Loving After Trump

I was one of the 19 percent. Nineteen percent of voting white evangelical Christians did not choose Donald J. Trump to be president. And, like most non-Trump supporters, I spent the first days after the election in grief and fear over what a Trump America would look like. The morning after the election, I was shocked the sun still shone, my infant son still grinned at me nearly bursting with joy, and the blue sky dared be so blue.

As a Christian woman, I felt betrayed. I couldn’t bring myself to attend church that Sunday out of fear the service would be business-as-usual. People of color were suddenly tweeting out of their wounds, such as African American sister Yolanda Pierce’s tweet: “White evangelicals: you’ve decisively proven that you love your whiteness more than you love your black & brown brothers & sisters in Christ.” (Yolanda Pierce @YNPierce Nov 8).

I feared being tainted by association.

As a writer, I needed to write it all out. I wanted to add my voice to the cacophony of noise rising in volume. Like the catharsis of screaming into an on-coming train, I wanted my voice to be swallowed by the anger, fear and grief of the voices on the internet.

But I read some words¹ that morning from a wise old king that tempered my impulse.

“Tremble [with anger or fear], and do not sin;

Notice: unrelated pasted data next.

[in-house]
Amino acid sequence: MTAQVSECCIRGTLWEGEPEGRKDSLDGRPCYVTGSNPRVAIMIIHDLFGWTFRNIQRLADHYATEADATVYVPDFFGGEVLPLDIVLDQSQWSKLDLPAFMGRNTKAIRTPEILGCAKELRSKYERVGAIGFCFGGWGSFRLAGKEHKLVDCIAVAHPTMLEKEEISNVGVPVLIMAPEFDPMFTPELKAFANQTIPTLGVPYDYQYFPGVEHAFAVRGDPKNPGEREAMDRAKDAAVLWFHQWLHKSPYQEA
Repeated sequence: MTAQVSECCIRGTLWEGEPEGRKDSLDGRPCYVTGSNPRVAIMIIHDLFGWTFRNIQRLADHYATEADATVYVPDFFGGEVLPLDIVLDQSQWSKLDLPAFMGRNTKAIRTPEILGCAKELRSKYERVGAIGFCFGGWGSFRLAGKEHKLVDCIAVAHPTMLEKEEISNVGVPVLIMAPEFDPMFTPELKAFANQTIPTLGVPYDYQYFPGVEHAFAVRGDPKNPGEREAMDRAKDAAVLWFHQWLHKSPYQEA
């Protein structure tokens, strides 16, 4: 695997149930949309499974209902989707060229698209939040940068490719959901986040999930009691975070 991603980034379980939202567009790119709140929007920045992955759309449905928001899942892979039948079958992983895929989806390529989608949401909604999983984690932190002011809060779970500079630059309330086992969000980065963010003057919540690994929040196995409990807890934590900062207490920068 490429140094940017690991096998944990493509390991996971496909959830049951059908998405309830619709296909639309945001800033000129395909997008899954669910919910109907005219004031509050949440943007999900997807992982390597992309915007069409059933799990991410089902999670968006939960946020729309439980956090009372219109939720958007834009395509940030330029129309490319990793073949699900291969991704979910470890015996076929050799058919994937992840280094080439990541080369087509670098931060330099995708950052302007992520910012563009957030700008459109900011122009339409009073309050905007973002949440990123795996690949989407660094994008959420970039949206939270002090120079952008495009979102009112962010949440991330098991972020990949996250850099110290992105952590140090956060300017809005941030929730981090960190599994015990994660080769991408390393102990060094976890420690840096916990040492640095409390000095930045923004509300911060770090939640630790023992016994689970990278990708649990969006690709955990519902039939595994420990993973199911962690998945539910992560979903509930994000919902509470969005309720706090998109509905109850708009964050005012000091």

Meditate [speak] in your heart upon your bed, and be still.

Selah [Pause].

I needed to pause, breathe and exhale. If I had spoken, it would have been out of hate, not love. Anger, not activism. Bitterness, not hope. My lament was too raw, too tender.

I desperately wanted to do something. The next words I read suggested this paradox:

Offer the sacrifices of righteousness,

And trust in the Lord.

In other words: before doing, first die. What are the sacrifices of righteousness? Love. Joy. Peace. Patience. Kindness. Goodness. Faithfulness. Gentleness. Self-Control. This response conflicts with every impulse, feeling and emotion I have right now. I don’t want to love a man who uses fear as a motivator and hate as power’s fuel. And I don’t want to trust a God who would allow evil to win.

But I will put down my sword. Loving right now is counter-cultural, revolutionary, even.

Sounds like Someone else I know.

And so I trust not in our president, Congress, the media, the hundreds of articles debating fact and fiction or even in myself. I lean on the One who spoke everything out of nothing. The One who whispered words into my womb and molded a little life. The One who brings down nations and kingdoms, but also coaxes the butterfly out of its chrysalis. The One who outwitted death, sadness, evil and despair with pure, exquisite, soul-washing love.

We raise high the banner words spoken by Desmund Tutu: “We are a resurrection people.” In death, we live on.

Many are saying, ‘Who will show us any good?”